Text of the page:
Health IT

Feds propose streamlined strategy for health IT

health data

The federal government wants to carve out some areas of health IT that don't require oversight by the Food and Drug Administration, while making sure medical devices and other areas that directly affect patient health and safety remain subject to regulation.

A new report from the FDA, the Federal Communications Commission and the Office of the National Coordinator of Health IT (ONC) proposes a "risk based" approach to health IT that gives developers latitude to build computer applications for health records and capturing patient data without the long lead times and trials that accompany FDA approval. Under the proposed system, the FDA would focus on device functionality, including computer-aided detection systems and alarms that alert caregivers to changes in a patient's condition.

The proposed approach is part of an overall strategy to help provide more regulatory clarity to the growing medical IT industry and to encourage firms to focus on standard-setting, interoperability and best practices in the development of health IT to improve data portability and the more efficient delivery of care.

In particular, the report recommends that industry stakeholders establish some method of testing, validating and certifying the interoperability of health care IT systems and devices. Additionally, the government wants to see some performance verification to rate the quality and safety of health IT products. This function could be split among private sector and government bodies, depending on whether an assessment is "critical to assuring the safety and health of consumers," per the report.

Finally, the agencies advocate the creation of a Health IT Safety Center, a new public-private entity that would serve as a clearinghouse for best practices, governance, and information sharing. While the report isn't binding, the agencies are seeking more input from industry on privacy and security issues arising from creating a new quasi-regulatory body.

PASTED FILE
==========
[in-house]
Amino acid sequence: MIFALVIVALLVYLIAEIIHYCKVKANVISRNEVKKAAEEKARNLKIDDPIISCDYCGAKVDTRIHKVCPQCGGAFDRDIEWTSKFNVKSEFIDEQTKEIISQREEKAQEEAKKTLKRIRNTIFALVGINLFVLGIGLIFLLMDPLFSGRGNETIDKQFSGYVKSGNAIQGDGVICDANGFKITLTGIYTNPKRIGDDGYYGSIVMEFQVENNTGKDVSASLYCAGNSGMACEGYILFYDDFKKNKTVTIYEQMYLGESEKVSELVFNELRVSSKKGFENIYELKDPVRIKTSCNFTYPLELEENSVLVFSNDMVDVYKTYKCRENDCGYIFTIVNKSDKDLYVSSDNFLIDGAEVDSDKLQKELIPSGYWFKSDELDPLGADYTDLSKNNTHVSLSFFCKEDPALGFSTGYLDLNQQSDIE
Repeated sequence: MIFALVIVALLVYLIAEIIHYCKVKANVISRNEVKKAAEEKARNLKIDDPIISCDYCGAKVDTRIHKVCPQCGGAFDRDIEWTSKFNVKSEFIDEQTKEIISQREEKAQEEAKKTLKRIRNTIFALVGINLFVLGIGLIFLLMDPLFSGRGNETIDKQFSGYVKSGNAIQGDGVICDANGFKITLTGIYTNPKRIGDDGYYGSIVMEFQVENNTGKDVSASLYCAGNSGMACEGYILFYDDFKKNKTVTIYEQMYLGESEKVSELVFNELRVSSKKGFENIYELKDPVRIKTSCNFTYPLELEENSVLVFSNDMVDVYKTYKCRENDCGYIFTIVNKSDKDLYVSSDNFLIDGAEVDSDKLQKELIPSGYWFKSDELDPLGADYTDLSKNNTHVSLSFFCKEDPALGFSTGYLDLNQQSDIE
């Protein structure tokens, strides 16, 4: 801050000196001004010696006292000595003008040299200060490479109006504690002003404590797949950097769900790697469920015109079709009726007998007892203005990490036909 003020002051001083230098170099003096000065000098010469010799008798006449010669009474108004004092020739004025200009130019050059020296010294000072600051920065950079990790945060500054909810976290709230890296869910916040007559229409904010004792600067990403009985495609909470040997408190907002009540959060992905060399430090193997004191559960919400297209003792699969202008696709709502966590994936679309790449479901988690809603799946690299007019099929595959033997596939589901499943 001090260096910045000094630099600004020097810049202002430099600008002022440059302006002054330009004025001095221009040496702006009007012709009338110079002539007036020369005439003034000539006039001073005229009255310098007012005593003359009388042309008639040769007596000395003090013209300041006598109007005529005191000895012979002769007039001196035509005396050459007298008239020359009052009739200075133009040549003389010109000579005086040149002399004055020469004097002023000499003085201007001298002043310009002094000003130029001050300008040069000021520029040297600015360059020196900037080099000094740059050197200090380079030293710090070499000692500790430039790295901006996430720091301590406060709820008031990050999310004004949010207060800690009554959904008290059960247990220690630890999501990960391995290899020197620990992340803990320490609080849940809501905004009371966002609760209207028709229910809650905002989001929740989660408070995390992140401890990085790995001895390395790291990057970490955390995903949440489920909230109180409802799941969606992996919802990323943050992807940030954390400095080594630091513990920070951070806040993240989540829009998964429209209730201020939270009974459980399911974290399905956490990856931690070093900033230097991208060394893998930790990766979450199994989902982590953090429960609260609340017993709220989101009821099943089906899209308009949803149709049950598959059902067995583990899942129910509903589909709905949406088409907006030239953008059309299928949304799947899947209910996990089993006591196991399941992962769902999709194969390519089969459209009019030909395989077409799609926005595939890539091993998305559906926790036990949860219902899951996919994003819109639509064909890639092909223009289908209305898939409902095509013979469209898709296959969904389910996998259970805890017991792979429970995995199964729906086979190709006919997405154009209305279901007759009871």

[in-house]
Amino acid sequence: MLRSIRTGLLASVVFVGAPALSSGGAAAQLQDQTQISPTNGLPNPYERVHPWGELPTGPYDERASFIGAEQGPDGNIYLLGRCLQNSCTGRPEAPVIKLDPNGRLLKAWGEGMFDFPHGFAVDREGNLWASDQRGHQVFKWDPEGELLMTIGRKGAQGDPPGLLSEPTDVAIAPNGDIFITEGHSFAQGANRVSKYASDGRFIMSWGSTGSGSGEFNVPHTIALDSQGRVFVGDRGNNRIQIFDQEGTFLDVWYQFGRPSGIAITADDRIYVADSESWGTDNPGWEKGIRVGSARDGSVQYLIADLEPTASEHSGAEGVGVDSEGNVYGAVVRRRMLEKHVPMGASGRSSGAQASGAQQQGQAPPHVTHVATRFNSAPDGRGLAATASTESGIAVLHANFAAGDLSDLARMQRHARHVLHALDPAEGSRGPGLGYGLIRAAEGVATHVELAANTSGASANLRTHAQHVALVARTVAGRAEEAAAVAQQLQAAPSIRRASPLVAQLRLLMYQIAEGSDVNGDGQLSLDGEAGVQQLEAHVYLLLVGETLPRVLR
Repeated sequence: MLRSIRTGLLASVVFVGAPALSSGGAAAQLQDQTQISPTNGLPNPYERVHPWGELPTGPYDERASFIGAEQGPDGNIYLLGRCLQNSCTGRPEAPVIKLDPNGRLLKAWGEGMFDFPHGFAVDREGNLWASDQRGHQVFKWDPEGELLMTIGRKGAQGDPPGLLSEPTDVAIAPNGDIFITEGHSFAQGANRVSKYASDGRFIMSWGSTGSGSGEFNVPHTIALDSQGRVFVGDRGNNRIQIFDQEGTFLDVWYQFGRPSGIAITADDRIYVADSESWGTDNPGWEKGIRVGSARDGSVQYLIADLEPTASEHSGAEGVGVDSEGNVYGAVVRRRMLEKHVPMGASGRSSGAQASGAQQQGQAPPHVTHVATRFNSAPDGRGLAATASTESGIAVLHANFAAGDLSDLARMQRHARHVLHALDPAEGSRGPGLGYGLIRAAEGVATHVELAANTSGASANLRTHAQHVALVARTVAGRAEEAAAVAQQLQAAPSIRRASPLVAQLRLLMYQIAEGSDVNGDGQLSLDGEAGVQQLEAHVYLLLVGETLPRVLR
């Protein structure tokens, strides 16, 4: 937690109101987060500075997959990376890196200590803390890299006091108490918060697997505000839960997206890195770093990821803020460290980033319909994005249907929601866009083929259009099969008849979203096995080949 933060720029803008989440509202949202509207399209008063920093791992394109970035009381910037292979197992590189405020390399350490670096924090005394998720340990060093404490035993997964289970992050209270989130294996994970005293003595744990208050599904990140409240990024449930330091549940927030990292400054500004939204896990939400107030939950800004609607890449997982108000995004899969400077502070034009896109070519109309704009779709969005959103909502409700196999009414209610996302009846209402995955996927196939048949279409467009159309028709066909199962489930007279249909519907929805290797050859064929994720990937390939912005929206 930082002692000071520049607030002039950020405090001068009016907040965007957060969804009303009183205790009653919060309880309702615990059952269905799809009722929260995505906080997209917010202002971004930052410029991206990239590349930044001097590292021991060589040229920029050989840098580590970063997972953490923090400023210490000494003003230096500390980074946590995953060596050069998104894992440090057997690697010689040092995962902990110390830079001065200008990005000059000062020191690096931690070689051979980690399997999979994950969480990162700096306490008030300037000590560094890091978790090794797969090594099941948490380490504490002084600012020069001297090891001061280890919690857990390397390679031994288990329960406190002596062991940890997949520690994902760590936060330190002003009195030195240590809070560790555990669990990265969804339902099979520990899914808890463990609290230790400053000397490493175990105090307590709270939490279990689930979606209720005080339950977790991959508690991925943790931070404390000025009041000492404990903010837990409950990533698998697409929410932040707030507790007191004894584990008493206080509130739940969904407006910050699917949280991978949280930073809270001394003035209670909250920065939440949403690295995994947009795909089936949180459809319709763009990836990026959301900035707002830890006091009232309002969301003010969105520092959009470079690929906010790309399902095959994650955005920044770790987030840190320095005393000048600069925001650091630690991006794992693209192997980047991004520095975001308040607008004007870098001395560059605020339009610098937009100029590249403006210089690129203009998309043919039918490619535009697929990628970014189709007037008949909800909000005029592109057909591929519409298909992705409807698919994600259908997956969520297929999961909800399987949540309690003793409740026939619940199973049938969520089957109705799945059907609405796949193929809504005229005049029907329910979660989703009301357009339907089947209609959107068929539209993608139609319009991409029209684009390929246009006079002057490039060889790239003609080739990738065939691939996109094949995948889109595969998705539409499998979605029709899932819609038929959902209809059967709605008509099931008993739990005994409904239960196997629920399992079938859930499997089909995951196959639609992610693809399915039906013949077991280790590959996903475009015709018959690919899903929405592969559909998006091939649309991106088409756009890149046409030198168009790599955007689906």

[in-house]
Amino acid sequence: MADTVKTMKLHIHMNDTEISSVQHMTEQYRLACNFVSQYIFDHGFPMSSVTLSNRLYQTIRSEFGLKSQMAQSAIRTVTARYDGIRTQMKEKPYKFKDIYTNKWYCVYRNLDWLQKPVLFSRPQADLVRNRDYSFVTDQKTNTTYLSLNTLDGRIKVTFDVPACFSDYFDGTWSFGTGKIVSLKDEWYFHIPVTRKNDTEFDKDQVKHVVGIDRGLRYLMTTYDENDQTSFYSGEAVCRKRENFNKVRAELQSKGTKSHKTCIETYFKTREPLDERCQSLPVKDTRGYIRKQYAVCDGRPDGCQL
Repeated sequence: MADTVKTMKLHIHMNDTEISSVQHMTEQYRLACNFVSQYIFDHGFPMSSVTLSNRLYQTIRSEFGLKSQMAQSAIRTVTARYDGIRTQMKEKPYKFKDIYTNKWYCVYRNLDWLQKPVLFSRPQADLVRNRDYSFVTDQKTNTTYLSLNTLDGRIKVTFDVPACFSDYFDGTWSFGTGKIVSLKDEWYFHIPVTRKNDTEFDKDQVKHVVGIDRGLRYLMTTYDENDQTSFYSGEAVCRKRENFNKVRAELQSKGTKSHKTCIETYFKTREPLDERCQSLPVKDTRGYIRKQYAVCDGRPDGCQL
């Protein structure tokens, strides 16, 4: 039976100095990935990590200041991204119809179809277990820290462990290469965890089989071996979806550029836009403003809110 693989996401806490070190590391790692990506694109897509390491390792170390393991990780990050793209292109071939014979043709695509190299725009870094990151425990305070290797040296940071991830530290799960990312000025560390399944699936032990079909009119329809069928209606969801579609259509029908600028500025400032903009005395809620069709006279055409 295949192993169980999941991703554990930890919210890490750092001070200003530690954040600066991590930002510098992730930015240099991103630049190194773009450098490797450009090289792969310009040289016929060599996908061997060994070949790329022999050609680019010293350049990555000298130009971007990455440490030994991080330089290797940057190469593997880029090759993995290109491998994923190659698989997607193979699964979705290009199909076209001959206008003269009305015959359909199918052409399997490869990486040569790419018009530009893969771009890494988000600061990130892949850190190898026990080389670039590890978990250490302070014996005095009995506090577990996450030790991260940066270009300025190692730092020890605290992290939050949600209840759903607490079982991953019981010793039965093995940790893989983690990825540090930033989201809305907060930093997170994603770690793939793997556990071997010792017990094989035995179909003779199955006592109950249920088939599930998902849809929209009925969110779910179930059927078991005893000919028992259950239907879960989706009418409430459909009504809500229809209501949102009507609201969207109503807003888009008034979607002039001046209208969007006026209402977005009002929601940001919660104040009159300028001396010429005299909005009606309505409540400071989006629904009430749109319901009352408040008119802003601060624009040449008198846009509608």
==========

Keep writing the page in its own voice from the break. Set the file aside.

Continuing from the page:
About the Author

Adam Mazmanian is executive editor of FCW.

Before joining the editing team, Mazmanian was an FCW staff writer covering Congress, government-wide technology policy, health IT and the Department of Veterans Affairs. Prior to joining FCW, Mr. Mazmanian was technology correspondent for National Journal and served in a variety of editorial at B2B news service SmartBrief. Mazmanian started his career as an arts reporter and critic, and has contributed reviews and articles to the Washington Post, the Washington City Paper, Newsday, Architect magazine, and other publications. He was an editorial assistant and staff writer at the now-defunct New York Press and arts editor at the online network in the 1990s, and was a weekly contributor of music and film reviews to the Washington Times from 2007 to 2014.

Click here for previous articles by Mazmanian. Connect with him on Twitter at @thisismaz.

FCW in Print

In the latest issue: Looking back on three decades of big stories in federal IT.


  • Shutterstock image: looking for code.

    How DOD embraced bug bounties -- and how your agency can, too

    Hack the Pentagon proved to Defense Department officials that outside hackers can be assets, not adversaries.

  • Shutterstock image: cyber defense.

    Why PPD-41 is evolutionary, not revolutionary

    Government cybersecurity officials say the presidential policy directive codifies cyber incident response protocols but doesn't radically change what's been in practice in recent years.

  • Anne Rung -- Commerce Department Photo

    Exit interview with Anne Rung

    The government's departing top acquisition official said she leaves behind a solid foundation on which to build more effective and efficient federal IT.

  • Charles Phalen

    Administration appoints first head of NBIB

    The National Background Investigations Bureau announced the appointment of its first director as the agency prepares to take over processing government background checks.

  • Sen. James Lankford (R-Okla.)

    Senator: Rigid hiring process pushes millennials from federal work

    Sen. James Lankford (R-Okla.) said agencies are missing out on younger workers because of the government's rigidity, particularly its protracted hiring process.

  • FCW @ 30 GPS

    FCW @ 30

    Since 1987, FCW has covered it all -- the major contracts, the disruptive technologies, the picayune scandals and the many, many people who make federal IT function. Here's a look back at six of the most significant stories.

Reader comments

Tue, Apr 8, 2014

The IT companies will make billions on this requirement!

Please post your comments here. Comments are moderated, so they may not appear immediately after submitting. We will not post comments that we consider abusive or off-topic.

Please type the letters/numbers you see above

More from 1105 Public Sector Media Group